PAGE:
A Southern Plantation in Louisiana

An ironic next adventure. Last month’s new activity took me to the Martin Luther King Jr birthplace in Atlanta – the fighter for black civil rights in the 1960s. This work trip took me to Baton Rouge, Louisiana, and to an pre- (and post-) Civil War era plantation of the 1860s, the Oak Alley Plantation to the south. My god, it really drove home the point that people kept others as slaves. How incredibly beautiful the house and grounds were, but they were built by a couple – two people – who kept enslaved two hundred people, made them do back breaking work in the sugar cane fields, and sold them and bought them at auction, all so they themselves could be rich. Humans can really stink. Additional case in point:  according to the recently added slavery exhibit, apparently the only way those kept as slaves could get enough food was to grow their own gardens – the couple, like traditional slaveholders, did not provide enough in the way of rations.  Burns me up.

I reflected later about the physical beauty of the Oak Alley plantation, and I realized that although the house has been raved about and visited over decades, and the recently recreated slave quarters now tell the full, sad story, the main draw of the property were the oaks.  The great, old, grand trees are the focus of the attention throughout the property (and the reason I had chosen that plantation to visit).  It made me feel a little better that many people were visiting this place in order to appreciate nature and the beauty that can grow if allowed enough time.  I know I will remember the sadness of the slavery exhibit and the beauty of the oaks – and not so much the names of the owners or the house.  There are many gorgeous houses in the US built without slavery – but how many trees are over 300 years old in one place?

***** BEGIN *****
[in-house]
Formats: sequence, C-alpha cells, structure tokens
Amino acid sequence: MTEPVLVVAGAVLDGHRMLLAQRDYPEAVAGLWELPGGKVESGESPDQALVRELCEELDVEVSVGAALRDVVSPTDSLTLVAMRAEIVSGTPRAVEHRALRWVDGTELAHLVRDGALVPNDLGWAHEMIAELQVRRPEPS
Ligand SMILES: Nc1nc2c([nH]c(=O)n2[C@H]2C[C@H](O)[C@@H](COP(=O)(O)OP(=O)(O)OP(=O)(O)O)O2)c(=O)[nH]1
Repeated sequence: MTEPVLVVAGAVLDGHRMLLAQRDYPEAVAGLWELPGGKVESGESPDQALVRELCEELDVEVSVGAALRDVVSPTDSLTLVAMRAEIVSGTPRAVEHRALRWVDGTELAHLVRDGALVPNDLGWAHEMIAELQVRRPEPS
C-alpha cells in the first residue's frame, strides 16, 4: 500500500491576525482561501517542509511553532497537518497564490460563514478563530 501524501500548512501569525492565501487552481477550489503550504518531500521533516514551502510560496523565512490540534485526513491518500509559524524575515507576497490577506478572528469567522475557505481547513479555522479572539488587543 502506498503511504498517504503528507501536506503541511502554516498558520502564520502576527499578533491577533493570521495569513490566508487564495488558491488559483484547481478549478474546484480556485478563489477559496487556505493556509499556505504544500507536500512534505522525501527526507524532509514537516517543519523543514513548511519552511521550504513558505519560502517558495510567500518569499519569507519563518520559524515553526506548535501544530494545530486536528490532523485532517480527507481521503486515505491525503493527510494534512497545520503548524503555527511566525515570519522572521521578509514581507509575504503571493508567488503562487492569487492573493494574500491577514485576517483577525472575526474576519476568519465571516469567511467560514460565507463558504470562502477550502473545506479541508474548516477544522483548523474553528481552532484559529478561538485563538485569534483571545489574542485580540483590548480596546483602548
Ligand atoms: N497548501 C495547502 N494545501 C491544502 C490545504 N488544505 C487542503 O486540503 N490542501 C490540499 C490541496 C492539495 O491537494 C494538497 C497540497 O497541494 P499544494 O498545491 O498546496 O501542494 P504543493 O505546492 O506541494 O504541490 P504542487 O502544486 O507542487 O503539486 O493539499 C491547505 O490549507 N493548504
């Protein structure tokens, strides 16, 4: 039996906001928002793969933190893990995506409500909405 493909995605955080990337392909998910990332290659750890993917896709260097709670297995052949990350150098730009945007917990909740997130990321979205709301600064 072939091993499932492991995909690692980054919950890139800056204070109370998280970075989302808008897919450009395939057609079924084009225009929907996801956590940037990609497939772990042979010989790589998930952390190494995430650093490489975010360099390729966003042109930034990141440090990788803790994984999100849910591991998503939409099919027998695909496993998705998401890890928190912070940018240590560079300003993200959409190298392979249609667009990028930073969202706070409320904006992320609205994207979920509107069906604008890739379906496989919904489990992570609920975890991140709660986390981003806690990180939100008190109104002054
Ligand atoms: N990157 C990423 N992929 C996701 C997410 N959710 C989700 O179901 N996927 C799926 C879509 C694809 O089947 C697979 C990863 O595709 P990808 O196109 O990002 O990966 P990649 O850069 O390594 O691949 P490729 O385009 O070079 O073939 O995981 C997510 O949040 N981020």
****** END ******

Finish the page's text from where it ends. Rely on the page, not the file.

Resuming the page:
Here are the photos of the oaks, the indeed beautiful house, and the recreated slave quarters.

Oh, and then another new thing I did this trip was eat in the Shaquille O’Neal breakfast buffet area.  Not many can say that.  It is at the Cook Hotel, an alumni-run hotel on the LSU campus.  Photographic proof below.


Then, after all of that, I drove to New Orleans, one of my favorite places in the world and even more precious now with the seas rising.

Btw, I am not a fan of Bourbon street – but am of just almost every other street of the French Quarter.  Also, one thing I just read in an National Park Service exhibit is that many free men worked to build New Orleans, which is great – although I know the city also had its tragedies.  But what a great place now.


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